Esteban Martínez

I obtained my PhD at Universidad Complutense in Madrid (UCM) in 2001, where I worked on stationary phase in bacteria under the supervision of Antonio Tormo and Juana María Navarro. Then, I stayed until the end of 2002 as a postdoc in the laboratory of Julián Perera (UCM) working on biodegradation. After that, I moved to the U.S.A for a postdoctoral position. First, I worked on comparative genomics of Pseudomonas aeruginosa for three years in Roberto Kolter’s laboratory at the Harvard Medical School. Then, I moved to Kevin Foster’s lab at Harvard University where I worked on social interactions of P. aeruginosa. In 2008 I returned to Spain and started working in Víctor de Lorenzo’s laboratory at Centro Nacional de Biotecnología in Madrid where I focused on different aspects of synthetic biology.

I am especially motivated by the construction of different cellular chassis for multiple biotechnological applications, and to develop a broad collection of standard genetic tools. Particularly, we selected Pseudomonas putida as our choiced organism since it is a non-pathogenic bacterium that can be found frequently in the environment and offers a huge metabolic versatility. Mainly, I am involved in developing two types of cellular chassis. The first one involves the modification of the natural adhesive properties of P. putida by using different surface display systems to re-direct its attachment in a controlled fashion, being able, in this way, to engineer artificial communities or to build structured biofilms. The second type of chassis comprises developing cell factories; that are particular strains that have been manipulated to centralize its energy and reducing power into the production of interesting added-value metabolites and to be laboratory-friendly, meaning that are easy to perform common genetic manipulations. Along the way, we realized the lack of genetic tools available in the “market” of environmental bacteria, so part of my effort was, also, focalized in developing a number of plasmids and protocols to perform different manipulations of Gram-negative bacteria and to facilitate the laboratory work. All these efforts are projected not only to broad the genetic toolbox for environmental bacteria but to contribute adopting standard tools and methods in molecular biology that will help in the design of new biological systems.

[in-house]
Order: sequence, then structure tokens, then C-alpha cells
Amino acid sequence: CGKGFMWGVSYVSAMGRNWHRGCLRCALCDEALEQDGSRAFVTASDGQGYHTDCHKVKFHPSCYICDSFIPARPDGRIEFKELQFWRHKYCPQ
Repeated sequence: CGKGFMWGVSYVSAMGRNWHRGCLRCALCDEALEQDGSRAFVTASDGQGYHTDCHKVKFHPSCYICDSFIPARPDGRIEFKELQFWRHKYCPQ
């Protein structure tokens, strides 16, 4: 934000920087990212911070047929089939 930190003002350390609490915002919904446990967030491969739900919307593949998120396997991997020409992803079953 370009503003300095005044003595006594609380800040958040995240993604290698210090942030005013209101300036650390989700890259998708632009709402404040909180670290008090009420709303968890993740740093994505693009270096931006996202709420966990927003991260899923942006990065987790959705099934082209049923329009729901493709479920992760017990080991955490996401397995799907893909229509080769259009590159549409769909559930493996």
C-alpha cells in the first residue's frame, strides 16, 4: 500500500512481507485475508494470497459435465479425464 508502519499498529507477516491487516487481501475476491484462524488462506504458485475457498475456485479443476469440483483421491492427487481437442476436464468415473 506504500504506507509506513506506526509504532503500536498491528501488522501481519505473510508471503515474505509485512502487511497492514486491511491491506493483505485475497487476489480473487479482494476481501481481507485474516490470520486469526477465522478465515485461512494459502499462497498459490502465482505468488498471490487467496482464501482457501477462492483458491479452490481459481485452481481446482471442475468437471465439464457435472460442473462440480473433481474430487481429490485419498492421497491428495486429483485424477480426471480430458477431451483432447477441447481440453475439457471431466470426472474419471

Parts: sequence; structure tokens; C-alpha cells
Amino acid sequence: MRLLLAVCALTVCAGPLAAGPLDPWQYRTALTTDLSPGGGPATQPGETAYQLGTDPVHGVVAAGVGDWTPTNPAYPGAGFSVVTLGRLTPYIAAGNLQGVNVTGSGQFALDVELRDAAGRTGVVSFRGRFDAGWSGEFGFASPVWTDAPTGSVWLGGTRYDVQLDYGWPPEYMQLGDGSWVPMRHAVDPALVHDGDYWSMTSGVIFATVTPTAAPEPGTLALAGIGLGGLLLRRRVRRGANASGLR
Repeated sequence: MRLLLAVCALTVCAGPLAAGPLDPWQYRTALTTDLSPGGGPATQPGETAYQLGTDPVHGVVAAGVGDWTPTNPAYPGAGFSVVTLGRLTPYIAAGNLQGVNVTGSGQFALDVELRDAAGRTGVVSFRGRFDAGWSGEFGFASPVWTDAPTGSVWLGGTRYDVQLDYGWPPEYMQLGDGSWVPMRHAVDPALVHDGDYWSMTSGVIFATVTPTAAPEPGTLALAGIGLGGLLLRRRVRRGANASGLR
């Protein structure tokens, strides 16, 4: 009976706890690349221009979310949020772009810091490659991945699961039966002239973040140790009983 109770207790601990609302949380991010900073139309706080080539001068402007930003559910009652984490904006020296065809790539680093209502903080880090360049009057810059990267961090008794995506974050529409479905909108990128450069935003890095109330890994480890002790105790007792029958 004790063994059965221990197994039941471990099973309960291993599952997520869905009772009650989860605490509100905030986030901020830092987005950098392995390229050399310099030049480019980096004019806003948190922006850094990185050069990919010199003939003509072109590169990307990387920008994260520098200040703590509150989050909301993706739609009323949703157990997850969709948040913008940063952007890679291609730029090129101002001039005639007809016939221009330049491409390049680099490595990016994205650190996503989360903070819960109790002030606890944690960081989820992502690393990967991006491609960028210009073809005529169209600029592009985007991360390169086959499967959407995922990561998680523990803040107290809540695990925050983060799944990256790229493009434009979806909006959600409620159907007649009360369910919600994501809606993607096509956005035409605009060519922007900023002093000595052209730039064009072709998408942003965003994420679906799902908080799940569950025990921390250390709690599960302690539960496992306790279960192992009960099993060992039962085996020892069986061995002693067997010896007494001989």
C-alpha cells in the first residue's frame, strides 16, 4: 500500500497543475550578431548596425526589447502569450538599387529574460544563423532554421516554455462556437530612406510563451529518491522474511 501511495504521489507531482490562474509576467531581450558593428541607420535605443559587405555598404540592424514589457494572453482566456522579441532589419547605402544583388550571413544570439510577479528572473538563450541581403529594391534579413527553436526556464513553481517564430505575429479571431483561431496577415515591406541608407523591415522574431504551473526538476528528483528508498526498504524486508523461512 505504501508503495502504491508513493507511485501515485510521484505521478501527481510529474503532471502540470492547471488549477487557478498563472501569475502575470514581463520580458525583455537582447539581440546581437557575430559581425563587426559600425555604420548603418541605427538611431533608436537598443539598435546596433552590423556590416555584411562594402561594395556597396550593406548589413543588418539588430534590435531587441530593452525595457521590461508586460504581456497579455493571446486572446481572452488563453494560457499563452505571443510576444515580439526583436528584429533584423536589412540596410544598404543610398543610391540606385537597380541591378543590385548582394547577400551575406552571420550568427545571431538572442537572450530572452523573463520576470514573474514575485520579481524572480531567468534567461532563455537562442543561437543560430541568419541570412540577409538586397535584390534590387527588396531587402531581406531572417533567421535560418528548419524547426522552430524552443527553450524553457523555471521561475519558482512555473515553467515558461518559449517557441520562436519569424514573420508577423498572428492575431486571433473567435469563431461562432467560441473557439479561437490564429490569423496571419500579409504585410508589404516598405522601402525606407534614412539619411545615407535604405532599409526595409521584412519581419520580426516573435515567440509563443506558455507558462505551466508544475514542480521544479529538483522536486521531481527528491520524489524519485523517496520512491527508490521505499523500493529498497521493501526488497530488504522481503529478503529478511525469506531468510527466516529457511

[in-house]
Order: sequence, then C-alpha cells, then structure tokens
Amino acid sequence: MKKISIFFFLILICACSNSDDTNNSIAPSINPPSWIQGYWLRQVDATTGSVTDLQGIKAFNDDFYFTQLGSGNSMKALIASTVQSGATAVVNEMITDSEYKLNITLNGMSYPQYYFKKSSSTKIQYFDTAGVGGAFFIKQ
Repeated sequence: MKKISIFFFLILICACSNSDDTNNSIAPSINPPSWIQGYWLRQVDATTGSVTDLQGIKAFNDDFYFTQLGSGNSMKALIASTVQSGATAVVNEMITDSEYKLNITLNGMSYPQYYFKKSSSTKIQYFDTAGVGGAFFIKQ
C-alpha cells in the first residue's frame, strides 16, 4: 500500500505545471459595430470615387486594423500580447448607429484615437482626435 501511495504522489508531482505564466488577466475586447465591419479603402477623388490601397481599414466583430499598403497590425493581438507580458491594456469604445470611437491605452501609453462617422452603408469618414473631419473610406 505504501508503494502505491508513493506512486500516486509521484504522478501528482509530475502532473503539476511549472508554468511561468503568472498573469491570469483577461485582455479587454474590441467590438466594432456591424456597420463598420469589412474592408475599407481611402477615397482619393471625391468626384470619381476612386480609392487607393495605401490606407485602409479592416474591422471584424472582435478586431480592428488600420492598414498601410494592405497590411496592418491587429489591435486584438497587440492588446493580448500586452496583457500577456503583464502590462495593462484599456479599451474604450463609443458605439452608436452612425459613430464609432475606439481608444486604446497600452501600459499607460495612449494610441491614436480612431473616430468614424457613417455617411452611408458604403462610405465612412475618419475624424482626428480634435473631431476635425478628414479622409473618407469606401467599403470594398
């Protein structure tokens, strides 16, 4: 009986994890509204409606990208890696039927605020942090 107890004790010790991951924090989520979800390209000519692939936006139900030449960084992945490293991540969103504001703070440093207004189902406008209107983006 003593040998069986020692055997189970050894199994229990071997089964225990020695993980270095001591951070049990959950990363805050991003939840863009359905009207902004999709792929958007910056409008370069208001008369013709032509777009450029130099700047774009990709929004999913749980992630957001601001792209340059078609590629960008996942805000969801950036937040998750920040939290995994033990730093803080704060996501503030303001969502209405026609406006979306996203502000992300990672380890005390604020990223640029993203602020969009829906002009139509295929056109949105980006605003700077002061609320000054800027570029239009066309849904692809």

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Figure 1. Schematic representation of the utilities of the surface display chassis.

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Figure 2. pBAM1 is a synthetic and modular version of the classical pUT-mini-Tn5. Martínez-García E. et al. BMC Micro. 2011. 11: 38.

pEMG is a plasmid that allows to engineer bacterial genomes of Gram-negative bacteria. Martínez-García E. et al. Environ. Microbiol. 2011. 13 (10). For a detailed protocol on these procedures see also: Martínez-García E. & de Lorenzo V. Methods Mol. Biol. 2012. 813: 267-83.